This Service Helps Kids Get Their Nude Pics Off the 'Net
Here's one thing older millennials like to say: "I'm so glad I don't have to grow up today." Usually, it's in reference to social media: How it magnifies relationship pressures, online bullying, the compulsion to build a personal brand.
All that oversharing, mixed with hormones, while navigating volatile social hierarchies, make a perfect cocktail for nightmare scenarios. It's bad enough when you're an adult and somebody shares your nudes. Imagine going through it as a teenager.
With that in mind, agency VCCP has released a short film called "Rewind" for the National Center for Missing & Exploited Children. The :60 introduces Take It Down, which enables users anywhere in the world to submit a report that helps erase nude or partly-nude photos or videos of people under 18 from the internet.
"Rewind" feels like a cross between a '90s PSA and a Netflix teen drama. That's fine. There's no call for bells and whistles in the video. For those who need what Take It Down has to offer, just knowing such a service exists provides relief.
Take It Down assigns a unique tag to certain images or videos, allowing participating platforms—such as Meta (which operates Facebook and Instagram), MG Freesites (Pornhub and Mindgeek), OnlyFans and Yubo—to remove relevant imagery from their sites and apps. It is also free.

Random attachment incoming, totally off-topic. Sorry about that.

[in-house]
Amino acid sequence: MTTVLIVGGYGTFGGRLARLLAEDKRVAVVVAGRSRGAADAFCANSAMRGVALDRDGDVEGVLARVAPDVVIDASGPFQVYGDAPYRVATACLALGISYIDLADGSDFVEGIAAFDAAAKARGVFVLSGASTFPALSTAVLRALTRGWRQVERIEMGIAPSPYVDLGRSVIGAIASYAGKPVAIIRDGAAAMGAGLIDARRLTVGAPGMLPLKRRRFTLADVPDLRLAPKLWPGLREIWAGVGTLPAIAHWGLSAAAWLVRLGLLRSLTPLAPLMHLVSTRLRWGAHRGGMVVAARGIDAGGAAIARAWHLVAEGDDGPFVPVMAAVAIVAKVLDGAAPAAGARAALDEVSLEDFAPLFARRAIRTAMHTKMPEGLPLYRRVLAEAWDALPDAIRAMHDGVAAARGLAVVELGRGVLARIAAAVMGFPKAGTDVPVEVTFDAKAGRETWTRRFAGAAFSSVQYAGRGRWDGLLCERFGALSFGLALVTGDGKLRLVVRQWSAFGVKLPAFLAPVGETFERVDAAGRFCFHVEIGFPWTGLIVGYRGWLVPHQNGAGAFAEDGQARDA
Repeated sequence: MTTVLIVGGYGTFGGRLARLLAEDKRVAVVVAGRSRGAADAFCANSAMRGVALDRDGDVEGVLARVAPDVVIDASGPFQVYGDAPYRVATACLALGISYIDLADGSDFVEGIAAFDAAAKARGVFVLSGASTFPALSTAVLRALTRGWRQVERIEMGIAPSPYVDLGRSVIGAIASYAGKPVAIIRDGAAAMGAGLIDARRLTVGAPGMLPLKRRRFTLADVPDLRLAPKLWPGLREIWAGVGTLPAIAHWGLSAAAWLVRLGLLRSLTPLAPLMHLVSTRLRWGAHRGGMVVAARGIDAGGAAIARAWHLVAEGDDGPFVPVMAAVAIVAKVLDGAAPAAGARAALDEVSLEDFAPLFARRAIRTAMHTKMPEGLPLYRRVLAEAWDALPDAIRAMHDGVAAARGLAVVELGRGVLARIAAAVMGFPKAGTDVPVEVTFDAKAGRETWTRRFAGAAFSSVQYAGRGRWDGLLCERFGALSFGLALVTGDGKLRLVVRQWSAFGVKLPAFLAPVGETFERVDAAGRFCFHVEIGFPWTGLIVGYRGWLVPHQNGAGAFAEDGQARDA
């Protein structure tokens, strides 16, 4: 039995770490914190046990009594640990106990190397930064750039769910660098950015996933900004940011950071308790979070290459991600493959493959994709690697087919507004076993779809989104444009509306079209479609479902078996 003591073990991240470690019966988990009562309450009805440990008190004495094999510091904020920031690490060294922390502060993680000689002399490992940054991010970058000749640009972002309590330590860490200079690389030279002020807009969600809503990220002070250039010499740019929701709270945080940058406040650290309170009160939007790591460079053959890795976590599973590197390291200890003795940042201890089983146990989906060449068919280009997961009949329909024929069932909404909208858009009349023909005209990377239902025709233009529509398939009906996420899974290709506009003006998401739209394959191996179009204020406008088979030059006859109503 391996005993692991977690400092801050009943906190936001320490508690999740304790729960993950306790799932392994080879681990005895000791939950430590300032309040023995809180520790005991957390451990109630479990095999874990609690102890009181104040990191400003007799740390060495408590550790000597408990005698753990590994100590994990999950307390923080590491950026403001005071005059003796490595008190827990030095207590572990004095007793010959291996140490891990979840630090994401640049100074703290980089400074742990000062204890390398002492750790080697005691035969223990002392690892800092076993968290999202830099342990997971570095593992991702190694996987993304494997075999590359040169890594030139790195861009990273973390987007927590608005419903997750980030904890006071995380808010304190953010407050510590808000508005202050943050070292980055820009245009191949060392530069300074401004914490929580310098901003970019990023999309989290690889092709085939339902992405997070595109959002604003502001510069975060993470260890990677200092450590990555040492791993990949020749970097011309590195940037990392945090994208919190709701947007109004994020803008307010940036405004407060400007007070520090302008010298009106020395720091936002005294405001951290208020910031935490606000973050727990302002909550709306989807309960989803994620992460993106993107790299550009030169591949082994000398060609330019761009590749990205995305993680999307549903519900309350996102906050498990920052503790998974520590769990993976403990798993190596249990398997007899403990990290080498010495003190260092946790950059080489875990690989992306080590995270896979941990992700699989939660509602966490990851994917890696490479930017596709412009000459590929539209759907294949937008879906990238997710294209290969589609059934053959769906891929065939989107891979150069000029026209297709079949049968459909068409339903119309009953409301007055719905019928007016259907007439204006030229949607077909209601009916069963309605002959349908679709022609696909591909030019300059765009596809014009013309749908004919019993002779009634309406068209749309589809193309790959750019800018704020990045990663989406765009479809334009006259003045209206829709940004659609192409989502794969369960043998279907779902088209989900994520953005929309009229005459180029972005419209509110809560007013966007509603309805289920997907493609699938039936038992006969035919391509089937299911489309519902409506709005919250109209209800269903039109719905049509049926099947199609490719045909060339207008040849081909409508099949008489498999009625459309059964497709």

The scariest thing about social media is that when something spreads like wildfire, it feels impossible to control. While it's overly optimistic to think Take It Down can magically or completely undo the harm caused by a sexually suggestive or explicit image, it does provide a step parents or kids can take.
Sometimes a step is sufficient to pull you back from abject hopelessness. Regaining control of your narrative is composed of hundreds of tiny steps.
"We created this system because many children are facing these desperate situations," says Michelle DeLaune, president and CEO, NCMEC. "Our hope is that children become aware of this service, and they feel a sense of relief that tools exist to help take the images down. NCMEC is here to help."